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Jun 09, 2022
7 min read

Retail is detail

Just as we’ve all had a lot of personal change in the past three years, so have the economy and the market. With the variability and volatility in demand of goods and services, what could this mean for investors?

Saket is the Portfolio Manager for our U.S. Equity Pool. Prior to joining us, Saket worked with an emerging market private equity firm and emerging market hedge fund. His previous experience also includes working as a software engineer and co-founding an investment firm. 
  • What’s changed and what hasn’t
  • A tale of two halves
  • Investment implications

In a recent ad campaign from the travel company Expedia, actor Ewan McGregor asks the question, “Do you think any of us will look back on our lives and regret the things we didn’t buy or the places we didn’t go?” It’s a clever ad that plays on the burning desire of many to get back out there now that most of the pandemic restrictions have been relaxed.

What’s changed and what hasn’t

Just as we’ve all had a lot of personal change in the past three years, so have the economy and the market. Trends are changing at a much faster clip than we’re used to. For instance, 2020 was a year of adjustment to the live/work-from-home shift. Year two of the pandemic, 2021, was all about buying goods as we had little else to do. As Mr. MacGregor suggested, this year is shaping up to be one that’s all about experiences – like travel.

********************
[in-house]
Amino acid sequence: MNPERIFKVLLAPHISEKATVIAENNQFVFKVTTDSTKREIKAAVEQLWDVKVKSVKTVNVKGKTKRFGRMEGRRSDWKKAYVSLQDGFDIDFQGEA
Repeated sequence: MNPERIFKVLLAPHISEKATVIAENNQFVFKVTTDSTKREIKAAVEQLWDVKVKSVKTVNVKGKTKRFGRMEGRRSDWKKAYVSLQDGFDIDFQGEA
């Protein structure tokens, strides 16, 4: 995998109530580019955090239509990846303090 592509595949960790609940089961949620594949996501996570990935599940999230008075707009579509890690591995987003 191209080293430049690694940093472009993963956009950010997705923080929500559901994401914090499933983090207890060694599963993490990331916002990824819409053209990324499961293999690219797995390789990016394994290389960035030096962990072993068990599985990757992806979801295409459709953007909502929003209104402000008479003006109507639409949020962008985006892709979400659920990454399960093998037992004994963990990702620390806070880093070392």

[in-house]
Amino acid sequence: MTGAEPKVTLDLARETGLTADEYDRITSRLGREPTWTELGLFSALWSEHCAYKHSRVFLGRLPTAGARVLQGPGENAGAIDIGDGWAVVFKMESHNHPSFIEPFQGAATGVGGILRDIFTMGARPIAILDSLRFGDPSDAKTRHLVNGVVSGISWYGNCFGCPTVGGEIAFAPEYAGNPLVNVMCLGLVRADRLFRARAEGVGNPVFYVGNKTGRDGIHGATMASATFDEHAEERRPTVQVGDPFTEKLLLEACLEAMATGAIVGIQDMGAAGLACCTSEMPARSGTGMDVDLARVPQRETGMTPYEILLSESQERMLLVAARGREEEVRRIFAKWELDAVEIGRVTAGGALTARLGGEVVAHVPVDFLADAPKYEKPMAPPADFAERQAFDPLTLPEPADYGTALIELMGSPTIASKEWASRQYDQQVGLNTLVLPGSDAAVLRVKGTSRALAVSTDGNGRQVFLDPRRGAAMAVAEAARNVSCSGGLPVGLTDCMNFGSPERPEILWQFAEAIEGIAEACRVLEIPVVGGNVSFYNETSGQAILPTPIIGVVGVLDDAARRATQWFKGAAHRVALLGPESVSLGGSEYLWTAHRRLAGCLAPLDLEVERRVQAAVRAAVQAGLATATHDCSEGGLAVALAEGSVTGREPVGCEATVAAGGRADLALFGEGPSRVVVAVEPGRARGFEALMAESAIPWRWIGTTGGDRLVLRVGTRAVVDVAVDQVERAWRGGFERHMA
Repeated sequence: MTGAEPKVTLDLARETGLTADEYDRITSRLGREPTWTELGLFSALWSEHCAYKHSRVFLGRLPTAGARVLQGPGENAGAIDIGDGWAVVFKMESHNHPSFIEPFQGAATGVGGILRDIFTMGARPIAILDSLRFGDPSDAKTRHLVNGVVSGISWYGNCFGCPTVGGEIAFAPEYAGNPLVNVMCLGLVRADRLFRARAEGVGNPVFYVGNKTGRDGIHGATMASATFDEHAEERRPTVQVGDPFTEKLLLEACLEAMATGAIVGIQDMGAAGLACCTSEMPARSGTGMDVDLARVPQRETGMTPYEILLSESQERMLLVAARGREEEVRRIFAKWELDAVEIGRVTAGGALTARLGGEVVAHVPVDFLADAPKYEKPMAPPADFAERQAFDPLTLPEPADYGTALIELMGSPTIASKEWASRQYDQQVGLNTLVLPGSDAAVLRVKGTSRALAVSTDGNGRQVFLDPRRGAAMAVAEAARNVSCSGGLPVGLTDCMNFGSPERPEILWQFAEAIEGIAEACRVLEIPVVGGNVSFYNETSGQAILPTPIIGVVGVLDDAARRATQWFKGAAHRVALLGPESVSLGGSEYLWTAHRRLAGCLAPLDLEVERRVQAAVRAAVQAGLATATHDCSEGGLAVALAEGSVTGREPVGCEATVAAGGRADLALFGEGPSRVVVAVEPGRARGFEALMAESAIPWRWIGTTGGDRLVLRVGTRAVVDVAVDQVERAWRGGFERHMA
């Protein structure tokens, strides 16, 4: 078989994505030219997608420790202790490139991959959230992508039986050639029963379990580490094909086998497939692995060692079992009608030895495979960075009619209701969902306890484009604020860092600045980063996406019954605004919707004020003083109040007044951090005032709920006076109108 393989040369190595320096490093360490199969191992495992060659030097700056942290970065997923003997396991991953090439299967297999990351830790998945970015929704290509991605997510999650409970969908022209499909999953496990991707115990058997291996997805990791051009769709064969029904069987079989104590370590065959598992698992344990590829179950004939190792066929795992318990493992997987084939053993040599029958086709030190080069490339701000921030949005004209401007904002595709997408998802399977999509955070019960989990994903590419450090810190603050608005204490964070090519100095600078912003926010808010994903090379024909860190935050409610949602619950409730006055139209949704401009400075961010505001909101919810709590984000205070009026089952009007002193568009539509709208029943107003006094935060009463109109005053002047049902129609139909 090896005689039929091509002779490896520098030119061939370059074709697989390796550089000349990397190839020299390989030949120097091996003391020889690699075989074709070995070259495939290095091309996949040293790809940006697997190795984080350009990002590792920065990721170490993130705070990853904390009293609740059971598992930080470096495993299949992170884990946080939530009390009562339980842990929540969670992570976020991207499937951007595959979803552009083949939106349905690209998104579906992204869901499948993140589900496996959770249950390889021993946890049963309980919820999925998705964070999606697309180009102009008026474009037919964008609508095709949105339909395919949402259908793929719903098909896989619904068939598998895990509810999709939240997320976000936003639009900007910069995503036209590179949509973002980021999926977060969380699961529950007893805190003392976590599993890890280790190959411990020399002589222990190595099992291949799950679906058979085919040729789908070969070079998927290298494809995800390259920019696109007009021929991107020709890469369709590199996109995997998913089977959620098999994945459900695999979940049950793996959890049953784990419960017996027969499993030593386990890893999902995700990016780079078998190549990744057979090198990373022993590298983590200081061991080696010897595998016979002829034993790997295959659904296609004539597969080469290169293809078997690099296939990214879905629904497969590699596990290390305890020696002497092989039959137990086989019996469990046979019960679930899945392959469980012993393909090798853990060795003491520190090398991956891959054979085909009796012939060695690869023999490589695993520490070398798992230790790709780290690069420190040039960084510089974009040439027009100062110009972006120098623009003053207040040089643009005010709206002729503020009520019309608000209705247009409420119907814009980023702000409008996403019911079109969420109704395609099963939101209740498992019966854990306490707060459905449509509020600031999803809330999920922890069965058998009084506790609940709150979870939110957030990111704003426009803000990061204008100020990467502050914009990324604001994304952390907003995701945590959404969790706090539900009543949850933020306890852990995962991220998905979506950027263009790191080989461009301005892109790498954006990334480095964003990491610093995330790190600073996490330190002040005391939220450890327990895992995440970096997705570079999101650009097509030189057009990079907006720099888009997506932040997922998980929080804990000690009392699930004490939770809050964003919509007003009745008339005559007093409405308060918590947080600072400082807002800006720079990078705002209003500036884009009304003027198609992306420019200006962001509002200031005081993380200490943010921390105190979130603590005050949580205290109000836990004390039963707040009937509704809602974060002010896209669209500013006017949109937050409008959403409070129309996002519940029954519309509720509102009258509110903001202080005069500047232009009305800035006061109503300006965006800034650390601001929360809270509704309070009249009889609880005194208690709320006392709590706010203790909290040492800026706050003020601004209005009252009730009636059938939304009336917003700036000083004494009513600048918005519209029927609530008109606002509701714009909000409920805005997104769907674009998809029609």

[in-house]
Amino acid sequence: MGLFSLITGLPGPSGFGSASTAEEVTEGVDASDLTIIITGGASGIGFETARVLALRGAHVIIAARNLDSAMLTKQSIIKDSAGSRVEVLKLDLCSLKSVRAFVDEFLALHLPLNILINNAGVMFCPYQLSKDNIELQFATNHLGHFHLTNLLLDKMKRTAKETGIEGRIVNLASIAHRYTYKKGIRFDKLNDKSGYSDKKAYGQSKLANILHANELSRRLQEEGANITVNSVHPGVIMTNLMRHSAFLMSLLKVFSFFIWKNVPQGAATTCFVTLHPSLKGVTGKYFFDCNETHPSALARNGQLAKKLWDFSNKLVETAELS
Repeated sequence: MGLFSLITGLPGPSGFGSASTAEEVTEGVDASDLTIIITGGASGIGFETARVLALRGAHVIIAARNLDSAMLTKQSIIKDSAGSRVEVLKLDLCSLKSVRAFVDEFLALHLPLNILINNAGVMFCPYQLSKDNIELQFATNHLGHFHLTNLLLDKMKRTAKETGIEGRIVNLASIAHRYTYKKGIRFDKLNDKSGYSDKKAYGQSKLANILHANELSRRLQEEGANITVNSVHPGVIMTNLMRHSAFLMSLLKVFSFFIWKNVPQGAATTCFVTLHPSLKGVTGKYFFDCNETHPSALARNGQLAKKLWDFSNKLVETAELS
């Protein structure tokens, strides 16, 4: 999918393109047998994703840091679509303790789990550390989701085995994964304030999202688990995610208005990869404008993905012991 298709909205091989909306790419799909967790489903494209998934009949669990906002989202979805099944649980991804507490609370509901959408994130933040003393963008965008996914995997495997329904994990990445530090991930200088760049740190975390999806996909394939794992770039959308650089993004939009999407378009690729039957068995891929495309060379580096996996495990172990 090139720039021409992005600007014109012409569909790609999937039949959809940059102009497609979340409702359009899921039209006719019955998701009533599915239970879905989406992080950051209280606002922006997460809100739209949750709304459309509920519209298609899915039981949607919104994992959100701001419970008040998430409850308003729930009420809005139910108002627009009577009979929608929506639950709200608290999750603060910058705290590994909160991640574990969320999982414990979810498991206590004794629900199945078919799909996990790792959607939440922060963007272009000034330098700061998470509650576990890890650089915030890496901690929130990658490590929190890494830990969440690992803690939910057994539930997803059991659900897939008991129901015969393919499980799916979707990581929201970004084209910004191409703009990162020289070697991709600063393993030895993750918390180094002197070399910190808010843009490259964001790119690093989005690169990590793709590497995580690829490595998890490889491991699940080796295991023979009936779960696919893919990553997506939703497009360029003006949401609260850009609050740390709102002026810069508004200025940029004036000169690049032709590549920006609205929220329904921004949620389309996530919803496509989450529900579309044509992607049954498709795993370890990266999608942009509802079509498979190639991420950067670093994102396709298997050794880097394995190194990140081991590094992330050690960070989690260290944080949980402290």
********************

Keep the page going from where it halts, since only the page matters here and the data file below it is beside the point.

Despite the rapidly changing landscape, one thing that’s remained unchanged is human behaviour in the markets. Many market participants continue to show classic signs of greed, by extrapolating near-term trends with little respect for the underlying durability of business trends and long-term investing. What else can explain the meteoric rise and subsequent fall of some of the live/work-from-home pandemic favorites, such as Zoom and Peloton? (See figure 1)

Figure 1: Total Returns (Indexed) in USD

Source: FactSet

A tale of two halves

Recently, we’ve seen a number of established retailers suffer as inflation, supply chain, and inventory (mis)management have become problematic for earnings. The impact of these issues has been so great that even the mighty Amazon couldn’t escape them. While many consider these to be the underlying causes affecting earnings, we view it as normalization from the demand pull forward in the stimulus-rich year 2021 (the buying goods phase of the pandemic). 

Figure 2 shows sales growth for several large U.S.-based retailers. The first five are “essential” businesses, while the last one is primarily a clothing retailer (TJX owns Winners and Marshalls, among other banners). The essential retailers, such as Walmart, had impressive sales growth in 2021 while TJX saw sales decline by over 20% sales in 2021 due to lockdowns. In 2022, the script has flipped as TJX is now thriving while the other retailers have seen slowdowns and earnings pressure.

Figure 2: Sales Growth - demand pull forward in 2021